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Stem Cell Researchers Secure New Funding


UCR Scientists Receive Funding from the California Institute for Regenerative Medicine

Two-year research projects of Michael Pirrung and Frank Sauer to contribute to the improvement of human health

(February 21, 2007)

Michael Pirrung (top) is a professor of chemistry and Frank Sauer (bottom) is an assistant professor of biochemistry at UCR.

Michael Pirrung (top) is a professor of chemistry and Frank Sauer (bottom) is an assistant professor of biochemistry at UCR.

RIVERSIDE, Calif. -- Two UC Riverside faculty members have each received funding from the California Institute for Regenerative Medicine, California's stem cell research initiative, to conduct research on the growth of human embryonic stem cells in the laboratory, and to explore whether a type of RNA -- a single-stranded molecule that translates genetic information -- can help stem cells differentiate into specific kinds of cells.

Michael Pirrung, a professor of chemistry and the holder of the UC Presidential Chair in Chemistry at UCR, will receive $543,987 for a two-year project entitled "Stem cell survival and differentiation through chemical genetics." The project will test whether chemical compounds similar to conventional pills are able to keep human embryonic stem cells growing and multiplying in the laboratory, thereby helping them become one of the specialized types of cells, like spinal cord cells, found in the human body.

Frank Sauer, an assistant professor of biochemistry, will receive $595,469 for a two-year project entitled "Non-coding RNA as tool for the active control of stem cell differentiation." The project will assess whether non-coding RNA can induce stem cell differentiation. Unlike traditional RNA, which is copied from DNA and translated into protein, noncoding RNA molecules are never translated into proteins, but induce cell identity.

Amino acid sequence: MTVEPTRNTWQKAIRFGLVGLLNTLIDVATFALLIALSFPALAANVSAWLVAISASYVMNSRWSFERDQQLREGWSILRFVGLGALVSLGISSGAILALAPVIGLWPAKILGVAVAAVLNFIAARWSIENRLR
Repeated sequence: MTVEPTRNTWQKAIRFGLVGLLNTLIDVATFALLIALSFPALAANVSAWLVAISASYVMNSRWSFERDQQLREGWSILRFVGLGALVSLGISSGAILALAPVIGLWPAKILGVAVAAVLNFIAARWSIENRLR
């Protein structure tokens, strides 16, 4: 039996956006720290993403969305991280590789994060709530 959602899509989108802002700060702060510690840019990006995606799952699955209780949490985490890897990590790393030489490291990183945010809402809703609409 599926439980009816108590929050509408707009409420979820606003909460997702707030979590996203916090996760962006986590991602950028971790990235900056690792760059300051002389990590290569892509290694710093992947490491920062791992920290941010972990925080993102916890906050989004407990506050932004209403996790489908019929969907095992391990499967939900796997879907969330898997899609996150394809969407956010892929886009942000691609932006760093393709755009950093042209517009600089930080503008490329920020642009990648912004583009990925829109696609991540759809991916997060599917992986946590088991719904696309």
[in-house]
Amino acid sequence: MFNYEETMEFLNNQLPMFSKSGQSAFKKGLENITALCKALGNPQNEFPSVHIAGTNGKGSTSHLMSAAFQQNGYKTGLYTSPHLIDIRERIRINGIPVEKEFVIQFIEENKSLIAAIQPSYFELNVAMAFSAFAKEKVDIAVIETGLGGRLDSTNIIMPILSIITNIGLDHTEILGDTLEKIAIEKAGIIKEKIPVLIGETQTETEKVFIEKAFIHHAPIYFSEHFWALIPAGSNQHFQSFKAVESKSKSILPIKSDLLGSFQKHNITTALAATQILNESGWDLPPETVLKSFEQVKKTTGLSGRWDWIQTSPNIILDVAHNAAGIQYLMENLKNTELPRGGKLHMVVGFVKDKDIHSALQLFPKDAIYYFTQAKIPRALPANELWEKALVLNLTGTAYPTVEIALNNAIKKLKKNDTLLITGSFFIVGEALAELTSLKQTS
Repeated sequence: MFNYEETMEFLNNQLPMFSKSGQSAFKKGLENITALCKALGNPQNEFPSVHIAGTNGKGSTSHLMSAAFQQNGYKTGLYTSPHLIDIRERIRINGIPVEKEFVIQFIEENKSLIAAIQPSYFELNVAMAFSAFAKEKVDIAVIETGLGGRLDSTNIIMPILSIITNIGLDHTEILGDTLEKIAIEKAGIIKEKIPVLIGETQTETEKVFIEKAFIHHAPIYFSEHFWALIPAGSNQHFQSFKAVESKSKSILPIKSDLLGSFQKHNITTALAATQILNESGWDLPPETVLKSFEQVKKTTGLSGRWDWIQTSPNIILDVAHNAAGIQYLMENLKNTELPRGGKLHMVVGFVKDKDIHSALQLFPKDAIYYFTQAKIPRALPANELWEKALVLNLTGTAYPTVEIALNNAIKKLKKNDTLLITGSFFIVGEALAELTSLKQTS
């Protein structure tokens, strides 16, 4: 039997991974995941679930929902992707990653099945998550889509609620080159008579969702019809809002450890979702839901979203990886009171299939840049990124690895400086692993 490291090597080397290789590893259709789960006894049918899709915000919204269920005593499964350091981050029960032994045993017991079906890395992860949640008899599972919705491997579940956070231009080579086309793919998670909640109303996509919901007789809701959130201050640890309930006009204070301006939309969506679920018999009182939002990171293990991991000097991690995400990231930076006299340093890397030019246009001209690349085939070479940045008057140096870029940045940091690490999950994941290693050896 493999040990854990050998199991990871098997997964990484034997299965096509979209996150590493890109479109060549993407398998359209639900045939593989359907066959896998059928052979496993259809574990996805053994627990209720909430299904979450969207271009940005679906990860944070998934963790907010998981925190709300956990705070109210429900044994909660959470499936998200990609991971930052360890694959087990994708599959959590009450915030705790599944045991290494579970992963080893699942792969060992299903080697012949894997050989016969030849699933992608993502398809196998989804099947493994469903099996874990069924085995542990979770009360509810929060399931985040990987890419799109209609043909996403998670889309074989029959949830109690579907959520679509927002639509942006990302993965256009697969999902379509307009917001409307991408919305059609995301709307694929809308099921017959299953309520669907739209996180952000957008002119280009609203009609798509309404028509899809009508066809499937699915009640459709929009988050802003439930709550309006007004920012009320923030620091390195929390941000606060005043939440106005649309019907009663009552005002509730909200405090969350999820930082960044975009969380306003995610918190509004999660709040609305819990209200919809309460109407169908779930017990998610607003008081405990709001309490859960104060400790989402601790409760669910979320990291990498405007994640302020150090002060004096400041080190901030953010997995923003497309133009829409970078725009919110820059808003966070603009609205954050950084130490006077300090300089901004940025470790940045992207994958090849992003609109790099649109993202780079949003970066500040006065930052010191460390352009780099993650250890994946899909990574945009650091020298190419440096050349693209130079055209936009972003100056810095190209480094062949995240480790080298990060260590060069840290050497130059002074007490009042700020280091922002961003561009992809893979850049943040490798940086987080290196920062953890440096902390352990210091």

Pirrung explained that neurotrophin, a protein originally discovered in the brain, can stimulate the growth of stem cells in culture. "But proteins typically are not what we'd like to use in large quantities in the lab because they are expensive," he added. "We will work on finding chemicals that mimic the action of neurotrophin. Compared to proteins, chemicals compounds are much easier and cheaper to make in a very pure form."

In his project, Sauer will use non-coding RNA to control the developmental identity of stem cells in order to form any desired kind of human cell. "We hope this will provide a tool to produce different cell types for use in biomedical research," he said.

The start date for both projects is April 1, 2007. Pirrung and Sauer are among 72 awardees for funding by the California Institute for Regenerative Medicine. Pirrung's project will be done in collaboration with UC Irvine's Peter Donovan, a professor of biological chemistry. Sauer will collaborate with Noboru Sato, an assistant professor of biochemistry at UCR.

UCR recently established a Stem Cell Biology Center to advance basic and translational stem cell research through synergistic integration of UCR researchers in multidisciplinary fields.